Context is important. When I first saw The Island of Dr. Moreau in 1996, I knew very little about the background of the production or the man who had originally initiated the project. I had seen Richard Stanley’s Hardware (1990) several years before, but it hadn’t made much of an impression; it seemed fairly derivative (Mad Max and The Terminator), was reasonably well-crafted, but not enough to make it stand out. (I have a higher opinion of it now after seeing it a few more times, but more particularly because I know more about Stanley himself now.) When Moreau was released, I wanted to see it for a number of reasons: it was based on a great novel which had been tackled by several filmmakers in preceding decades with varying results (Erle C. Kenton’s pre-code masterpiece Island of Lost Souls and Don Taylor’s dismal 1977 version, plus a couple of made-in-the-Philippines horror cheapies I had read about but, at that time, not yet seen); it had an interesting cast in Marlon Brando, Val Kilmer and, particularly, David Thewlis, who had been so impressive (and disturbing) in Mike Leigh’s Naked (1993); and it was directed by John Frankenheimer, a filmmaker of whose earlier work I was a big fan even though he hadn’t made an interesting theatrical feature in two decades (he had, however, done some good work for television in the intervening years, like The Burning Season and Andersonville, made immediately before Moreau).
And so I went to the movie “fresh”, without any negative preconceptions. And I loved it. In fact, it remains a favourite today, even though I do now know about its troubled history and am fully aware of the utter contempt in which it’s held by almost everybody else as “one of the worst movies ever made”. That isn’t just a critical and audience opinion; it’s shared by many people who worked on it. Would I have responded differently at that first viewing if I’d known that the production was a chaotic disaster? Possibly. But not knowing that allowed me to see the movie itself as a self-contained entity. And what I saw was both entertaining and, it seemed to me, a sharp satire on the legacy of Margaret Thatcher. That assertion often gets me odd looks when I express it. And, given what I now know about the making of the film, I certainly can’t say that what I see was in any way intended by the people involved – and yet, I still see it.
Marlon Brando has been seriously mocked for his performance as Dr. Moreau, as he had previously been mocked for other eccentric performances, often attributed to his contempt for the material he was working with (his assassin in Arthur Penn’s underrated The Missouri Breaks , for instance, or his Irish groundskeeper in Michael Winner’s The Nightcomers ). He may well have taken to amusing himself by being deliberately outrageous, but he was also a very talented actor and that self-amusement resulted in bizarre yet coherent performances. The moment he shows up in the film in his “Pope-mobile”, wrapped in diaphanous white, his face a painted mask, his lips pursed and teeth protruding, and says his first lines in that peculiar accent, I saw and heard Margaret Thatcher, and that impression brought the film into focus and gave it life for me.
Here was a bitter portrait of the monstrously twisted social experiments of the Thatcher era in which the working class was seen as little more than beasts to be first crushed and then remolded into a parody of the conservative idea of a society which reflected the narrow views of its masters. (In fact, Thatcherism was to some degree the application of the colonialist attitudes of the 19th Century British Empire to the population of Britain as a whole.) This would make Val Kilmer’s Montgomery a version of John Major, a pathetic shadow of the Iron Lady straining to take over although devoid of any original ideas of his own; when he finally gets his chance, things collapse around him because he lacks the will of Moreau/Thatcher, let alone his/her overriding “vision” of a world re-made in his/her own image. Thewlis’ Edward Douglas is a rational Englishman who stands apart from the destructive social experiment and serves as a representative of those who powerlessly watched as Thatcher dismantled the nation and society (Thatcher famously said “there is no such thing as society”, meaning that – as in the United States’ myth of itself – all that exists is a bunch of independent self-interested units who owe nothing to each other).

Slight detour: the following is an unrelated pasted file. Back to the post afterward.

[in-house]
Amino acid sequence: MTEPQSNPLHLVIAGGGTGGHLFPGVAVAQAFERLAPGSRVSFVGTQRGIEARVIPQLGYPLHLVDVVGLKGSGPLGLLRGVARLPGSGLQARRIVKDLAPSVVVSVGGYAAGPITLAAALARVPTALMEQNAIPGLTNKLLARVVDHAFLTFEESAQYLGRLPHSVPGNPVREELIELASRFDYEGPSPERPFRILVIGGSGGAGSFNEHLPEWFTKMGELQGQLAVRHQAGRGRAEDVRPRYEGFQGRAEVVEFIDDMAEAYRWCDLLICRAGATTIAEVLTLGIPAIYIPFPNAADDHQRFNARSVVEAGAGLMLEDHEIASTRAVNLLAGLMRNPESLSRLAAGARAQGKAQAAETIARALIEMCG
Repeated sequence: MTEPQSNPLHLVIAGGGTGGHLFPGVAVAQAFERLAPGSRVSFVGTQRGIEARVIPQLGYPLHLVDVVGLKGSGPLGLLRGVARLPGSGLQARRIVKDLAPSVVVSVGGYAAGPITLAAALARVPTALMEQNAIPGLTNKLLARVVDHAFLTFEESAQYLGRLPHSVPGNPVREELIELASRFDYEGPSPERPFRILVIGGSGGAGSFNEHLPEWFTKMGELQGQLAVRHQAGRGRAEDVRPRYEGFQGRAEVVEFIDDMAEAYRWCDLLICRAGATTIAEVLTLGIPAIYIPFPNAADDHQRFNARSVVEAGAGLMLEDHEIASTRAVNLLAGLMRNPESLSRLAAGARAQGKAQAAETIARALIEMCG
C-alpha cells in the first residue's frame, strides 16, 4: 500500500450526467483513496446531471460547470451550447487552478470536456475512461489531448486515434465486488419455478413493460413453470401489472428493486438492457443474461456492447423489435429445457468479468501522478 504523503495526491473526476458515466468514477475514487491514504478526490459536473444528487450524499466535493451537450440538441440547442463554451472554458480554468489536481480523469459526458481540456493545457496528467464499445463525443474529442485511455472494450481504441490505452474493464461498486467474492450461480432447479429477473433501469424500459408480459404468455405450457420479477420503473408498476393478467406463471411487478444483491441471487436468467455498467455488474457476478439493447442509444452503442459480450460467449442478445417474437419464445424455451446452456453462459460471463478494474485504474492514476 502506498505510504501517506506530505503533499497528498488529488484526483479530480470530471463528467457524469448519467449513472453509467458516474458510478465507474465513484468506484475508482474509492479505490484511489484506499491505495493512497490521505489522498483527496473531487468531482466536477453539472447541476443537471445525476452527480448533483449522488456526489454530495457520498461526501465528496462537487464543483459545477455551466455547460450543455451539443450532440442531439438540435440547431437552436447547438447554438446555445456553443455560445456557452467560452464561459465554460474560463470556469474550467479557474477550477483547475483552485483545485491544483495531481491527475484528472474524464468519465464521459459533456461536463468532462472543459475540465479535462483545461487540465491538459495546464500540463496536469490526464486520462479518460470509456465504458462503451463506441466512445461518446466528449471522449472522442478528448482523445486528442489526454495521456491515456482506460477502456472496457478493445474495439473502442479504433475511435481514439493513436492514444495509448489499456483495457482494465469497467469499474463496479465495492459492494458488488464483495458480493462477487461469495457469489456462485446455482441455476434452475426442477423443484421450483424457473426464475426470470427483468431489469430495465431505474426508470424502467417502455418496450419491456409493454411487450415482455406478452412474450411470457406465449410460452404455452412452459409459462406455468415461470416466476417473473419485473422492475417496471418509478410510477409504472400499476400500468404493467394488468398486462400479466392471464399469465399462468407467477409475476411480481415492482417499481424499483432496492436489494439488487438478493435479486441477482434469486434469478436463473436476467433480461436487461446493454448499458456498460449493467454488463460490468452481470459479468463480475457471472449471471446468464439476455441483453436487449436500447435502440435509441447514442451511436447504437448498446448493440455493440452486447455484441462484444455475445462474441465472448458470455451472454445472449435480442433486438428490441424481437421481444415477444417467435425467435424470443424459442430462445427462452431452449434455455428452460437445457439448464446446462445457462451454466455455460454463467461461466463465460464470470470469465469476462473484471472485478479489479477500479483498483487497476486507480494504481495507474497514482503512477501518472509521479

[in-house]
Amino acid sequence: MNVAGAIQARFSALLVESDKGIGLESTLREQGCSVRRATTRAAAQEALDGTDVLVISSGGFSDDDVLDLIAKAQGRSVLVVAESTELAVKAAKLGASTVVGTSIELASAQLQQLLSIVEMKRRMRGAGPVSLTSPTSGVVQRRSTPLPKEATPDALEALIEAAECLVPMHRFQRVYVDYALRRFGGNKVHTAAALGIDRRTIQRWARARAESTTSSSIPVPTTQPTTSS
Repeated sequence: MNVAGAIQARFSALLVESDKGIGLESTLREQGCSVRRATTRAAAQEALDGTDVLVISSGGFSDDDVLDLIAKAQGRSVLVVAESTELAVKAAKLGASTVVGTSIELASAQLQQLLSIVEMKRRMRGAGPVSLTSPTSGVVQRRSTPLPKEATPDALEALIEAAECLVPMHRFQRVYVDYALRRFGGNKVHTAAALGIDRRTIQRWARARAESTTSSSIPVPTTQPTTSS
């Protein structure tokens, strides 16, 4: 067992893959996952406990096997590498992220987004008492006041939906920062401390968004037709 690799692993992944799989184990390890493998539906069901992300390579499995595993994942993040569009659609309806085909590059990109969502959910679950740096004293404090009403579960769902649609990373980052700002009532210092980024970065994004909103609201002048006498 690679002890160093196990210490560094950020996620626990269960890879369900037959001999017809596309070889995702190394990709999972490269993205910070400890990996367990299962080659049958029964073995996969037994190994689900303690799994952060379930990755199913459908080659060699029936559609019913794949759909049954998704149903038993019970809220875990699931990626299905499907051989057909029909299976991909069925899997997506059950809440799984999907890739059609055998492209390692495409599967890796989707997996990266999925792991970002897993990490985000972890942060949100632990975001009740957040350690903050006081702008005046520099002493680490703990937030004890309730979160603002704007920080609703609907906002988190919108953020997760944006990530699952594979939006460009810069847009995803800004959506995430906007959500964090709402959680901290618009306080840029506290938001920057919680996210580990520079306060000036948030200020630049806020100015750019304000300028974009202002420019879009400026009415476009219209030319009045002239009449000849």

H.G. Wells’ novel is about a rational scientist who sets out to prove not only that there is a continuity between the animal and the human (it’s a Darwinist parable), but that he himself has the power to create the human, to be in effect God. Likewise, Thatcher set out to transform what she saw as the shapeless mass of English society into a mirror image of her own egotistical self-interest. The consequences are still apparent today, but in the real world the victims of her experiment have never risen en masse to overthrow their Draconian rulers, as the animal people of The Island of Dr. Moreau finally do.
Even knowing what I now know about the background of the movie, I still see these things in it. Which, I guess, makes me just like the people in Rodney Ascher’s Room 237, who see what they see in Stanley Kubrick’s The Shining regardless of whether Kubrick intentionally placed those things in the film.
All of which produces a somewhat conflicted response to David Gregory’s fascinating documentary Lost Soul: The Doomed Journey of Richard Stanley’s Island of Dr. Moreau (2014). While the documentary itself is essentially just a talking-heads account of the production, the story it tells is one which ranks with Hearts of Darkness (1991, an account of the making of Apocalypse Now), Burden of Dreams (1982, the making of Fitzcarraldo) and Lost in La Mancha (2002, Terry Gilliam’s failed attempt to film Don Quixote). It also bears some resemblance to Frank Pavich’s Jodorowsky’s Dune.